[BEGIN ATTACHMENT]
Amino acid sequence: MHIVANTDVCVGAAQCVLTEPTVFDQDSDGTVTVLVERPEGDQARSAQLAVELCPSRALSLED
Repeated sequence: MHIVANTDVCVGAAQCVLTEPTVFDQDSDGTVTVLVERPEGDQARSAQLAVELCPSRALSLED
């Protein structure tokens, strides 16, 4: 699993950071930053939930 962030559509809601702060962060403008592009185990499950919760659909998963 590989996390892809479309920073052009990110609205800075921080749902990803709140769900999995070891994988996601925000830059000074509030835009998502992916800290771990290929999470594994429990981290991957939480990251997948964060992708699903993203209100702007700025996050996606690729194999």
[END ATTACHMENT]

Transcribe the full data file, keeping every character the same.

Amino acid sequence: MHIVANTDVCVGAAQCVLTEPTVFDQDSDGTVTVLVERPEGDQARSAQLAVELCPSRALSLED
Repeated sequence: MHIVANTDVCVGAAQCVLTEPTVFDQDSDGTVTVLVERPEGDQARSAQLAVELCPSRALSLED
């Protein structure tokens, strides 16, 4: 699993950071930053939930 962030559509809601702060962060403008592009185990499950919760659909998963 590989996390892809479309920073052009990110609205800075921080749902990803709140769900999995070891994988996601925000830059000074509030835009998502992916800290771990290929999470594994429990981290991957939480990251997948964060992708699903993203209100702007700025996050996606690729194999």